We believe that the IDA must disclose its tax analysis and identify the interests that are driving it to intervene in the public debate over tax rates. To that end we are not satisfied that so much information has been withheld and have now filed an application with the Information Commissioner to review the IDA’s decision to keep the bulk of its information supporting its position on lower taxes from public scrutiny.

The Information Commissioner has invited us to make a submission in early January and we expect him to make a decision shortly after that.

We will keep you posted.

Here is IDA’s response:

Release: €65 million in Department of Foreign Affairs spending data

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This is a datadump of all spending by the Department of Foreign Affairs across a wide range of categories for 2015.

Included is the €46,000-a-month spent on renting a residence for the Ambassador in Tokyo, as well as the €5,400-a-month for a home for our most senior diplomat in the Vatican. Also in there is the €165,000 for an armoured car for our man in Ramallah, and €60,000 for a non-armoured Mercedes Benz for the Ambassador to the United Arab Emirates.

It includes €250,000 for furniture removal, and just over €220,000 on business class flights out of a €2million+ bill for airfares. About €180,000 was spent on hotels, with the biggest bill of €5,752 charged to the protocol division by the five-star Glenlo Abbey in Galway for hosting the German President.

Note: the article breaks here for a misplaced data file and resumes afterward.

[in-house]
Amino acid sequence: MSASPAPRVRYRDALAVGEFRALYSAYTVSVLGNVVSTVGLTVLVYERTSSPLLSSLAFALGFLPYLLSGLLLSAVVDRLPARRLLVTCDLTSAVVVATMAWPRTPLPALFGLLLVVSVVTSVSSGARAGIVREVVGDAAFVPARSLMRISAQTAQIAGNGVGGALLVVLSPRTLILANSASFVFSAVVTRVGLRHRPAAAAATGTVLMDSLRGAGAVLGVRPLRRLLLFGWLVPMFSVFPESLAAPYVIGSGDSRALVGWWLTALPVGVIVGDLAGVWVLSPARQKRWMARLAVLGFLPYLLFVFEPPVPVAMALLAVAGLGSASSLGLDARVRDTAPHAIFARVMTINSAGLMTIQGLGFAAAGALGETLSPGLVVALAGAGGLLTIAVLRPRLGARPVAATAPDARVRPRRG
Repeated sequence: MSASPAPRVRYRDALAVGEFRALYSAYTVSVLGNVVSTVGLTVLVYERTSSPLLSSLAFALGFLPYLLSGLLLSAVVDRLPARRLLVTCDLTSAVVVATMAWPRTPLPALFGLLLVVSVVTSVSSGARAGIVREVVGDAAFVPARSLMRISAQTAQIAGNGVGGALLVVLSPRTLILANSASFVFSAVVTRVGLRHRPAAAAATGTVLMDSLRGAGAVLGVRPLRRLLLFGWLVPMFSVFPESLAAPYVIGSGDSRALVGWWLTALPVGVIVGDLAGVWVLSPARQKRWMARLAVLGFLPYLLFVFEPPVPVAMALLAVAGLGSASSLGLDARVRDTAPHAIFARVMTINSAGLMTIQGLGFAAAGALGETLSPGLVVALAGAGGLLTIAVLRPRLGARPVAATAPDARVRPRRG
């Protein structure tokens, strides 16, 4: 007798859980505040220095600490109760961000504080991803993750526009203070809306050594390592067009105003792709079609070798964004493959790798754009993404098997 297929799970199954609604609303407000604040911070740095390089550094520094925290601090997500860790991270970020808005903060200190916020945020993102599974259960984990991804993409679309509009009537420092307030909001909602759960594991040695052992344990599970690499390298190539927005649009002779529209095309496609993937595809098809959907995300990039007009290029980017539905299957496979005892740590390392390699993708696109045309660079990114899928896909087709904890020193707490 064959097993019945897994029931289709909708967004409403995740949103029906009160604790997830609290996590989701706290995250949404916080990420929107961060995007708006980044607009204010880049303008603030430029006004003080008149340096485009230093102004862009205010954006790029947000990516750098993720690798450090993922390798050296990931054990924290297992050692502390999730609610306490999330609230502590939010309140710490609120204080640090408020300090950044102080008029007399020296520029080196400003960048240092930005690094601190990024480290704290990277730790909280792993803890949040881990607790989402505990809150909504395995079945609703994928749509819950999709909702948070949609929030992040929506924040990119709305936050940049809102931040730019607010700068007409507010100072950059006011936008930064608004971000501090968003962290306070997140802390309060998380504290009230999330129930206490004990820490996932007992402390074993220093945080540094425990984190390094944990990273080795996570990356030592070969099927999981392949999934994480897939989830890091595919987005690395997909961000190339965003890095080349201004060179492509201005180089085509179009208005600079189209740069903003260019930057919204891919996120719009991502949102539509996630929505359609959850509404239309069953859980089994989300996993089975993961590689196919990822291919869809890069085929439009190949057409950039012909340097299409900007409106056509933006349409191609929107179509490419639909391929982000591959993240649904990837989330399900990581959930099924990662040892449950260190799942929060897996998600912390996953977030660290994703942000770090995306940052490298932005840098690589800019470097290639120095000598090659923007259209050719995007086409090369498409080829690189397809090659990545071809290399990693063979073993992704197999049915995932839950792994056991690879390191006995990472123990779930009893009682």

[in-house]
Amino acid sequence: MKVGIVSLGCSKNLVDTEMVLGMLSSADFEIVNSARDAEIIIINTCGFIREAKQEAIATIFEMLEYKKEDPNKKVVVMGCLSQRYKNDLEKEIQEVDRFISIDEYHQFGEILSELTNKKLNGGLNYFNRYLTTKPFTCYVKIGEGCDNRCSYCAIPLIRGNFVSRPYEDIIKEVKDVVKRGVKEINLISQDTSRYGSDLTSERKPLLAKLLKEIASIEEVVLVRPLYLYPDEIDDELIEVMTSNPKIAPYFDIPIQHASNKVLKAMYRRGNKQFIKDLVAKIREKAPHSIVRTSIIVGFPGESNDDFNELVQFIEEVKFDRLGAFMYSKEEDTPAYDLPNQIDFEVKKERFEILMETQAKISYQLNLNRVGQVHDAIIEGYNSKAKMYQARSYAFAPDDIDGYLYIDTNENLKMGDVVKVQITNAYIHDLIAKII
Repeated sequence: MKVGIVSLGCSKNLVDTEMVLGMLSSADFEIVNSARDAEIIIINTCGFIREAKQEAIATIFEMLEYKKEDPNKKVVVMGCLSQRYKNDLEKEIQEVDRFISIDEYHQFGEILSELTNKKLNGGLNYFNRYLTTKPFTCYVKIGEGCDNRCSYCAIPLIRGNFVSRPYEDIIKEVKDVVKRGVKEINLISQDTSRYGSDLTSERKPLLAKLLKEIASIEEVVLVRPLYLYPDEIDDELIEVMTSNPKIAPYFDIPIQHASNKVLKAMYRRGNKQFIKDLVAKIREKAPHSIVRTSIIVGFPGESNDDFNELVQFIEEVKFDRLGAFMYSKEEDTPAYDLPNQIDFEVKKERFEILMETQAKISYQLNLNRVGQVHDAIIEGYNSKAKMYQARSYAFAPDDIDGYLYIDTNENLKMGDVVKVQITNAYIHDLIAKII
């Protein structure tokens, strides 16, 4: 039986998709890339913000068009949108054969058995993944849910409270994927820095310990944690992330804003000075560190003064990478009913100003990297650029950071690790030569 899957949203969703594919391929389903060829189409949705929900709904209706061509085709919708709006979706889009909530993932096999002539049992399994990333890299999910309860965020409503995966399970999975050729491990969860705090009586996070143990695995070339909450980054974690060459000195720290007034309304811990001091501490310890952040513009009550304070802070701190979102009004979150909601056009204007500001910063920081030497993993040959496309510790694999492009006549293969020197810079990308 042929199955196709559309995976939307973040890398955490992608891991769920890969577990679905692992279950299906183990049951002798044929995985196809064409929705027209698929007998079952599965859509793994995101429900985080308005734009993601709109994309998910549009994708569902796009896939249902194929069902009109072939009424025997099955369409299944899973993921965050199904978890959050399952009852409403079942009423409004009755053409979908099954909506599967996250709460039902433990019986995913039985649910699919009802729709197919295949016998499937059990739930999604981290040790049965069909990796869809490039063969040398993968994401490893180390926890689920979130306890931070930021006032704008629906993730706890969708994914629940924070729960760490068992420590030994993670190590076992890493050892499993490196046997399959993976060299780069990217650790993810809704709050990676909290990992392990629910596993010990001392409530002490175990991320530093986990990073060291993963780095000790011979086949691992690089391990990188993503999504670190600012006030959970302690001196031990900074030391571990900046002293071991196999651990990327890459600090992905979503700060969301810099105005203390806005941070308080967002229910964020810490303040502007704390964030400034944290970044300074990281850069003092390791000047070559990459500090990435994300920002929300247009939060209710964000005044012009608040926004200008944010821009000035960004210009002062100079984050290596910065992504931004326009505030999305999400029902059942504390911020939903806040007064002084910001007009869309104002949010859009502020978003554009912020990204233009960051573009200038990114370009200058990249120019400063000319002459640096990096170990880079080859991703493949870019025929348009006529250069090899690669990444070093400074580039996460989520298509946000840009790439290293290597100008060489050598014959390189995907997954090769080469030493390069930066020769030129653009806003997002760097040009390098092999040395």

Another large cost was “maintenance”, mostly to houses and embassies rented by the department. One contract was just over €210,000. Cars cost more than €750,000, with €69,000 spent in Ethiopia, €64,000 in Mozambique and €37,000 in Uganda — countries in which Irish Aid, the state’s overseas aid agency, is active.

A bill of €475,000 was run up on official entertainment, while a chauffeuring company was paid more than €50,000. Dublin Airport Authority was paid €16,400 for VIP lounges and other services.

Across the network of embassies and consulates, the bill for cable and satellite television came to €72,000 with the highest at Ireland’s UN office and consulates in New York. Cleaning bills for the diplomatic buildings exceeded €1m. The department also paid €186,654 in “settlement costs” to former local staff at the Irish embassy in Lesotho, following its closure in 2014.

Here is the raw data:

Download raw data here.

Continue reading “Release: €65 million in Department of Foreign Affairs spending data”

NAMA CEO’s slides on past, present and future of bad bank

NAMA Chief Executive Brendan McDonagh gave a presentation at NAMA’s away day in March 2016.

The slides give a frank and easy-to-read overview of how NAMA perceives its work to date, how work there is going at the moment, and what the future looks like. If you’re curious to learn more about these three things, we encourage you to read the deck. We obtained the slides through an FOI request. It also contains a detailed overview of NAMA’s plans for Dublin’s Docklands.

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NAMA’s away day minutes, March 2016

These are minutes related to NAMA’s away day in March 2016. They contain a summary of where NAMA is at as of that date, and where they plan to go. It includes sections on:

  • Irish Commercial Property Outlook 2016
  • Global Money flows- Is Ireland still an investment
    opportunity?
  • Dublin Docklands Update
  • Residential Development market
  • Legal Risks
  • Downsizing and Cost Management
  • NAMA residual portfolio 2016 and beyond
  • Residential Delivery update